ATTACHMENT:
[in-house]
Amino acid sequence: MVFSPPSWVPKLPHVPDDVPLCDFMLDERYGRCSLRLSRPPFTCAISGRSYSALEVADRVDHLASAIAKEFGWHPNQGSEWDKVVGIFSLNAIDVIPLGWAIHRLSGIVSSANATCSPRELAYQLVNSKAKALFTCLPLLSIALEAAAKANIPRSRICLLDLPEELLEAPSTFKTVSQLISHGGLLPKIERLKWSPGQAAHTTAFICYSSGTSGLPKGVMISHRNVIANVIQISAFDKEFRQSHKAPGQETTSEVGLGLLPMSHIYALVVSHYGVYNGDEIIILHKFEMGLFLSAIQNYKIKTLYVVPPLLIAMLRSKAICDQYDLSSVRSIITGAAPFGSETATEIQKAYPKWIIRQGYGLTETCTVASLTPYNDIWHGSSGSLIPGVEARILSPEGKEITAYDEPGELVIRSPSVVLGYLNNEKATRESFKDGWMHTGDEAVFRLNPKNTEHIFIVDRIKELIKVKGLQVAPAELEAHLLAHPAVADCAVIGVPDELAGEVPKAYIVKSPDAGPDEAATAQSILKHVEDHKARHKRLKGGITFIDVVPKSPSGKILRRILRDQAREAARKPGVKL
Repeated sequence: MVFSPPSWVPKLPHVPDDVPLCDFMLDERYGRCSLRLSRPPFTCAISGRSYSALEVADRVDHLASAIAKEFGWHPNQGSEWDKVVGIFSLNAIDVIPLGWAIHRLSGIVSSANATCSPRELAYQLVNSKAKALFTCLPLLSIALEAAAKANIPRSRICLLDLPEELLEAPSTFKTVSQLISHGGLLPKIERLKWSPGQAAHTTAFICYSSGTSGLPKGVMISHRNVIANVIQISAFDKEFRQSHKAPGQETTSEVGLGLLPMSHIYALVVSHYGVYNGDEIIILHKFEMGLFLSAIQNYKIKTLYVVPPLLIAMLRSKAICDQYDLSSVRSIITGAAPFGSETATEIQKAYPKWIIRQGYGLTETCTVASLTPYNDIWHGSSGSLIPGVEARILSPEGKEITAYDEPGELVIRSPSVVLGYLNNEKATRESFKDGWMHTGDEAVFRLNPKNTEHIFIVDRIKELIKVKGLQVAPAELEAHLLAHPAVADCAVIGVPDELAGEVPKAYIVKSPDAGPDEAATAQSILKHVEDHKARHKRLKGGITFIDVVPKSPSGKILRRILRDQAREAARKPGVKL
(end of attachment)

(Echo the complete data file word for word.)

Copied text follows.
[in-house]
Amino acid sequence: MVFSPPSWVPKLPHVPDDVPLCDFMLDERYGRCSLRLSRPPFTCAISGRSYSALEVADRVDHLASAIAKEFGWHPNQGSEWDKVVGIFSLNAIDVIPLGWAIHRLSGIVSSANATCSPRELAYQLVNSKAKALFTCLPLLSIALEAAAKANIPRSRICLLDLPEELLEAPSTFKTVSQLISHGGLLPKIERLKWSPGQAAHTTAFICYSSGTSGLPKGVMISHRNVIANVIQISAFDKEFRQSHKAPGQETTSEVGLGLLPMSHIYALVVSHYGVYNGDEIIILHKFEMGLFLSAIQNYKIKTLYVVPPLLIAMLRSKAICDQYDLSSVRSIITGAAPFGSETATEIQKAYPKWIIRQGYGLTETCTVASLTPYNDIWHGSSGSLIPGVEARILSPEGKEITAYDEPGELVIRSPSVVLGYLNNEKATRESFKDGWMHTGDEAVFRLNPKNTEHIFIVDRIKELIKVKGLQVAPAELEAHLLAHPAVADCAVIGVPDELAGEVPKAYIVKSPDAGPDEAATAQSILKHVEDHKARHKRLKGGITFIDVVPKSPSGKILRRILRDQAREAARKPGVKL
Repeated sequence: MVFSPPSWVPKLPHVPDDVPLCDFMLDERYGRCSLRLSRPPFTCAISGRSYSALEVADRVDHLASAIAKEFGWHPNQGSEWDKVVGIFSLNAIDVIPLGWAIHRLSGIVSSANATCSPRELAYQLVNSKAKALFTCLPLLSIALEAAAKANIPRSRICLLDLPEELLEAPSTFKTVSQLISHGGLLPKIERLKWSPGQAAHTTAFICYSSGTSGLPKGVMISHRNVIANVIQISAFDKEFRQSHKAPGQETTSEVGLGLLPMSHIYALVVSHYGVYNGDEIIILHKFEMGLFLSAIQNYKIKTLYVVPPLLIAMLRSKAICDQYDLSSVRSIITGAAPFGSETATEIQKAYPKWIIRQGYGLTETCTVASLTPYNDIWHGSSGSLIPGVEARILSPEGKEITAYDEPGELVIRSPSVVLGYLNNEKATRESFKDGWMHTGDEAVFRLNPKNTEHIFIVDRIKELIKVKGLQVAPAELEAHLLAHPAVADCAVIGVPDELAGEVPKAYIVKSPDAGPDEAATAQSILKHVEDHKARHKRLKGGITFIDVVPKSPSGKILRRILRDQAREAARKPGVKL